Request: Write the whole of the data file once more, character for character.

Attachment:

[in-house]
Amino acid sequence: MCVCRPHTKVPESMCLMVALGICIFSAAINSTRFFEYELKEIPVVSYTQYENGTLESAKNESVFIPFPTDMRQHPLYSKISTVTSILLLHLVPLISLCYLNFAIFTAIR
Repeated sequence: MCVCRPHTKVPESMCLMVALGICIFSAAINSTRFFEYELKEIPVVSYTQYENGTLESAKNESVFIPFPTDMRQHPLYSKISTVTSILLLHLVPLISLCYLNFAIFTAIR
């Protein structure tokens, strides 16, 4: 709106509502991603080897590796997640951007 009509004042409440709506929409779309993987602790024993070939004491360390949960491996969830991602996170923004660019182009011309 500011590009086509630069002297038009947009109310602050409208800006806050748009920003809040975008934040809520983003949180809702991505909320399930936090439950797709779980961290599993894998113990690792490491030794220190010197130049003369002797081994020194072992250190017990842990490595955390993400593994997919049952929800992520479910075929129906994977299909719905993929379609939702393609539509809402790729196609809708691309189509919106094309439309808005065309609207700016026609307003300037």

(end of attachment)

[in-house]
Amino acid sequence: MCVCRPHTKVPESMCLMVALGICIFSAAINSTRFFEYELKEIPVVSYTQYENGTLESAKNESVFIPFPTDMRQHPLYSKISTVTSILLLHLVPLISLCYLNFAIFTAIR
Repeated sequence: MCVCRPHTKVPESMCLMVALGICIFSAAINSTRFFEYELKEIPVVSYTQYENGTLESAKNESVFIPFPTDMRQHPLYSKISTVTSILLLHLVPLISLCYLNFAIFTAIR
């Protein structure tokens, strides 16, 4: 709106509502991603080897590796997640951007 009509004042409440709506929409779309993987602790024993070939004491360390949960491996969830991602996170923004660019182009011309 500011590009086509630069002297038009947009109310602050409208800006806050748009920003809040975008934040809520983003949180809702991505909320399930936090439950797709779980961290599993894998113990690792490491030794220190010197130049003369002797081994020194072992250190017990842990490595955390993400593994997919049952929800992520479910075929129906994977299909719905993929379609939702393609539509809402790729196609809708691309189509919106094309439309808005065309609207700016026609307003300037």